Public Cloud Managed Kubernetes: Our Hands-On Experience

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With Kubernetes firmly established as the way to orchestrate container-based applications, all major cloud providers have rolled out their managed Kubernetes products. In a recent post, we covered why this is good, yet unsurprising, news—and how this will accelerate the emergence of the pipeline problem.

On a technical level, we run our own stack on Kubernetes (see case study), and use mostly homegrown container ops tooling around the deployment pipeline on one side, and lifecycle management on the other. But offering some of that tooling to our customers means that we routinely test it—e.g. our container deployment pipeline Cloud 66 Skycap—with various Kubernetes-based services, so we can continue to build our roadmap. This gives us a great vantage point, so in this post, we’ll take a step back and attempt to do a quick review of the major clouds’ managed Kubernetes services. We are going to keep this review updated as new products come about and the existing ones get updated. If we’ve left anything out, please let us know! (Note that for efficiency, we’ve focused on services from what we see as the leading clouds.)

AWS

Amazon Web Services is the largest public cloud provider by far, with both native and Kubernetes-based Container-as-a-Service offerings:

AWS ECS

Amazon Elastic Container Service, or ECS for short, was the first container-based runtime product AWS released. ECS acts as a runtime that orchestrates containers on top of EC2 instances in your account. ECS works with Docker containers but is not based on Kubernetes (the ECS scheduler is AWS’s own proprietary one). As an AWS product, ECS has been popular enough for many of those who were running their non-container workloads on AWS and wanted to use containers. However, in the last several months, we’ve seen a shift of mostly net-new workloads towards EKS, AWS’s service built on Kubernetes. There are some technical differences between ECS and EKS, mostly around load balancing (e.g. the lack of a node-based load balancer like kube-proxy in ECS means tighter integration with AWS-specific load balancers like ALB).

Pros

  • Easy to get started if you’re familiar with AWS products.
  • Deeper and more seamless integration with AWS load balancers, security groups, IAM and Elastic Network Interfaces (ENI).

Cons

  • Proprietary orchestrator means a smaller community compared to Kubernetes, and a higher reliance on AWS Support.
  • AWS seems to be shifting its attention for the future of containers to Kubernetes and therefore EKS. Whether this will have an effect on the roadmap remains to be seen.
  • Not portable between clouds.

AWS EKS

AWS Elastic Kubernetes Service (officially, Amazon Elastic Container Service for Kubernetes) is their official Kubernetes rollout. EKS works on top of your own EC2 instances and delivers a managed Kubernetes experience, while giving you access to the underlying EC2 instances that power it. EKS can be managed via kubectl (the Kubernetes native CLI client) which is a great benefit compared to ECS. Setting up EKS is not very easy if you are not familiar with IAM, VPC, and other AWS setups, and can be quite challenging if you are starting out with both AWS and Kubernetes. This complexity increases the chances of making mistakes which are harder to fix later on, and might even introduce security vulnerabilities into your infrastructure.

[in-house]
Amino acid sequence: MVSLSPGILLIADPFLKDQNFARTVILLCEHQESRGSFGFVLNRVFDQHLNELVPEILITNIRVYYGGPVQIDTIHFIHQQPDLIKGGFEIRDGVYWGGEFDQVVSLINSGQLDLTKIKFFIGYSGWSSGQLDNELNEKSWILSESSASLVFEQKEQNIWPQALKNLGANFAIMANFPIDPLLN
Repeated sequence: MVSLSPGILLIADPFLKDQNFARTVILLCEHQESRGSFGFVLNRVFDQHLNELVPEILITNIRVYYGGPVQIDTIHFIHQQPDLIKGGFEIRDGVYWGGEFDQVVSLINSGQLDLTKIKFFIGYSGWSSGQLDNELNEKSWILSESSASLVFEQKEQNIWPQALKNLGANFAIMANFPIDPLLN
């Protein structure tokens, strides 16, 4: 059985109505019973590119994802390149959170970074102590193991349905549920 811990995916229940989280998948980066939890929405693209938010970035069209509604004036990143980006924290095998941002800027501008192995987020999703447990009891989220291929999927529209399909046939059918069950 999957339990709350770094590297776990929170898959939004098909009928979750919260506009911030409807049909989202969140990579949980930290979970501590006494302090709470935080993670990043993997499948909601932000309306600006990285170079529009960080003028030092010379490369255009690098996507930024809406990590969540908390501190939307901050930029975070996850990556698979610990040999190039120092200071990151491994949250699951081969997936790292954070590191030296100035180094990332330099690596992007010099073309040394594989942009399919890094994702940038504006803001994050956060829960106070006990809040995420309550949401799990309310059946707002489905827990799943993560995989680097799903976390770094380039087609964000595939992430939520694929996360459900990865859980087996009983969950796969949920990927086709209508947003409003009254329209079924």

Pros

  • Native upstream Kubernetes with all the relevant benefits.
  • Deep integration with other AWS products like IAM and VPC as well as storage and load balancers.

Cons

  • The most difficult to setup from scratch, compared to other cloud providers.
  • Charges for the cluster as well as the underlying EC2 instances.

AWS Fargate

AWS Fargate is a fully managed Containers-as-a-Service, offered for both ECS and EKS. It removes the need to launch and maintain the EC2 instances needed to power your cluster, and is managed by AWS when it comes to upgrades and maintenance. At the time of writing, AWS Fargate is not available in all AWS regions.

Pros

  • Fully managed Kubernetes (or ECS) with no EC2 instances to worry about.
  • Native upstream Kubernetes.

Cons

  • Needs some learning in the way it operates; differently from other fully managed Kubernetes services, Fargate does not give you an endpoint and a client certificate to get you started.
  • Not yet available in all regions.

AWS ECR

AWS Elastic Container Registry is an AWS Docker registry hosted and managed by AWS. You can use it to store your built Docker images to be used by ECS, EKS, Fargate or your own clusters just like any other hosted Docker image repository. However, while compatible with Docker images, ECR has its own slightly different way of dealing with the Docker client: you will need to regenerate temporary credentials for the repository to use it with the native Ddocker client for a simple docker pull or docker push. While this is a good security measure and compensates for some of Docker’s authentication/authorization shortcomings, it is yet another example of an AWS process which is ever-so-slightly-different from open tools, which might make your life a bit more difficult if you would like to use ECR in conjunction with non-AWS components.

Pros

  • Hosted by AWS and backed by S3 which means high service levels.
  • Integration with other AWS components.

Cons

  • Might require you to re-tool or change your toolchain flow to use it alongside non-AWS components.

Azure

AKS

Azure Kubernetes Service is Azure’s official Kubernetes offering. This gives you fully managed Kubernetes with a wide range of different versions supported and deep integration with other Azure services, including Azure Active Directory (AzureAD) and Service Principals which could be very useful for controlling access to the cluster for enterprises that use Microsoft Active Directory.